A lost decade, not a burst bubble

Published on Incomes and Inequality

From time to time we’ll be posting pieces from the USA and elsewhere to gain international insights on the plight of low-to-middle earners. Here Sophia Parker, a Research Associate of the Foundation, sets out the growing crisis facing low-and-middle income America and considers what it means for the Obama administration.

“The problem”, declares American academic Joan C. Williams, “is that Obama eats arugula.” For Williams, the President’s major problem is that his choice of food is a ‘class act’ – a kind of cultural symbol that associates him with a professional class and an urban elite who are disliked, resented and mistrusted by ‘ordinary folk’.

The culture gap is certainly part of Obama’s problem and it will make it harder for him to reach out to the hard working Americans whose support he will badly need in 2012. But if he has any hope of bridging this culture gap, he will need to make some serious progress in tackling the dramatic economic gap that has opened up between professionals and the ‘missing middle’ in recent years.

So what has been going on? The Economic Policy Institute christens the period since 2000 ‘America’s lost decade’, thanks to the stagnation – and in some cases declining – wages for average working Americans, despite ongoing growth at the national level. Taking a historical perspective, a man on the median wage today is earning 12 per cent less than his father did.

Even if 2000, rather than the late 1970s, is taken as the starting point, the picture looks bleak. While productivity increased by 19.8% between 2000 and 2007, the real median hourly wage for men went up by just 1.1%, with most of this growth occurring between 2000 and 2003.¹ For the first time on record, median income did not rise over the 2000-2007 business cycle: in fact, it fell slightly, to $51,965.

What’s more, the recession is accelerating the decline of average working-age incomes, with the latest figures for 2009 indicating that since 2007, median household income has dropped by 4.2%.² The Census Bureau notes that this drop would have been even more significant had it not been for very low inflation rates across 2009.

As well as accelerating the downward trend in wages, the recession has also undermined the coping strategies relied upon by low and moderate income households to maintain their standard of living in recent years, leaving them more exposed and reporting greater feelings of insecurity than any other part of the population:

• Families who simply worked longer hours in better times in order to maintain their standards of living are now being hit by underemployment. Simply restoring the pre-recession hours of those who have held on to their jobs is the equivalent of adding 1.6 million new jobs to the economy

• Where a second earner once brought in ‘pin money’, the growing reliance on two incomes to cover the basics means that any job loss can now precipitate a crisis.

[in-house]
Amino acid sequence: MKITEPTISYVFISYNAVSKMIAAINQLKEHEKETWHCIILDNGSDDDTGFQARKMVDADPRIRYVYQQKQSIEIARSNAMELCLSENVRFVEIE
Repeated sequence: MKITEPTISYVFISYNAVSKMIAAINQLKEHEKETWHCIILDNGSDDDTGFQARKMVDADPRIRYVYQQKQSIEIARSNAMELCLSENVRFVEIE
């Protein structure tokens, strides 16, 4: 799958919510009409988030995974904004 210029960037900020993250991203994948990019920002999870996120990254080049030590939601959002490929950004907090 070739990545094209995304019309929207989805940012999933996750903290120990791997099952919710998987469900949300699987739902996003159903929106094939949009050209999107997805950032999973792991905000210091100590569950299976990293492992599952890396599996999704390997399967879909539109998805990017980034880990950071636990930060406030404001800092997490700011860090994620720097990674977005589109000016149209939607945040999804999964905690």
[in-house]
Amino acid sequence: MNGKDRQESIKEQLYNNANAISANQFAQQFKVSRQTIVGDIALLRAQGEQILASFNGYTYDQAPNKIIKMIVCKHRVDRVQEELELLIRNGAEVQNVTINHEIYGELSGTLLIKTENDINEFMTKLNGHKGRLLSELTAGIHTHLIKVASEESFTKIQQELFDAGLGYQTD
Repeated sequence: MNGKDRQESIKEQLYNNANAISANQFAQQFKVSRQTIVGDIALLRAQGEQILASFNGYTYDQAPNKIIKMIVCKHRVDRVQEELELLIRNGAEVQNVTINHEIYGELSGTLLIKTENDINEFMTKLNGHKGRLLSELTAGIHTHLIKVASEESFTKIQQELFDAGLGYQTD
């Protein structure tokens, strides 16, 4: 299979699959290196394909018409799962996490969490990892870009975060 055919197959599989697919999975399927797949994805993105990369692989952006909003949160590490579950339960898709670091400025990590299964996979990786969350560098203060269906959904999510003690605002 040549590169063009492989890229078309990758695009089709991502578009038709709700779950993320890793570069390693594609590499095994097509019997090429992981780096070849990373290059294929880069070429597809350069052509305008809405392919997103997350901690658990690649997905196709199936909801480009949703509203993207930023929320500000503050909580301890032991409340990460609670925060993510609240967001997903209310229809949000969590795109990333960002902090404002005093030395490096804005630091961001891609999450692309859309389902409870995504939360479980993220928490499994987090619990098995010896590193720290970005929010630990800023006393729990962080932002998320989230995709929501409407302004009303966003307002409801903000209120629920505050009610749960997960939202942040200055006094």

• The income-debt ratio more than doubled between 1987 and 2007, with the steepest rises in the middle of the income distribution, suggesting that households were relying on easy access to cheap credit to bridge any gaps between income and outgoings.³ The credit market has contracted sharply since the onset of the recession.

So the story is the same for middle income America, whether your starting point is 1979, 2000 or 2007: in all three cases, those on low and moderate incomes are disproportionately losing out. The historic link between productivity and wages has been broken: a rising tide no longer lifts all boats.

How did America get here? Most agree that outsourcing, immigration, globalisation and technological change all have a part to play in explaining the increasingly polarised US labour market and the displacement of ‘routine’ workers.

Most also agree that public policy choices made during the Bush years – generous tax cuts for the rich and the steady erosion of collective insurance in favour of a ‘personal responsibility’ agenda – deliberately helped the rich at the cost of the poor. Even those who stop short of arguing it was an explicit strategy acknowledge the problem of policy ‘drift’. Trends in inequality are hard to ignore, as the chart below shows in frightening clarity. As Jacob Hacker recently arguedin The American Prospect:

‘The failure to update policy as the economic world evolves has in fact been central to the long-term American march toward a vastly more unequal society.’

Source: Lane Kenworthy, using data from the Congressional Budget Office, www.cbo.gov/publications/collections/ collections.cfm?collect=13.

So what should happen now? Joe Biden’s Middle Class Task Force looks rather like window dressing in the light of the crisis afflicting middle income America, but at least it shows that the White House is worrying about the right issues. Extending existing government interventions – for example, tax credits, or other kinds of work supports such as childcare – is certainly important, but difficult to deliver in a time of unprecedented fiscal constraint.

Rather than demanding a discrete set of policies, the crisis of everyday voters now needs to be the animating challenge and the driving force of Obama’s next two years. The fact that this crisis resembles a ‘lost decade’ more than a ‘burst bubble’ underlines the importance for the Democrats of focusing more aggressively on a long-term economic and industrial strategy. It must put decent jobs and broad-based prosperity – rather than growth alone – at its heart.

Which brings us back full circle to Obama’s rocket-eating, and the question of whether he can reach out and build the alliances he will need to address the crisis in middle income America. For the sake of low income Americans, let’s hope that he can do it.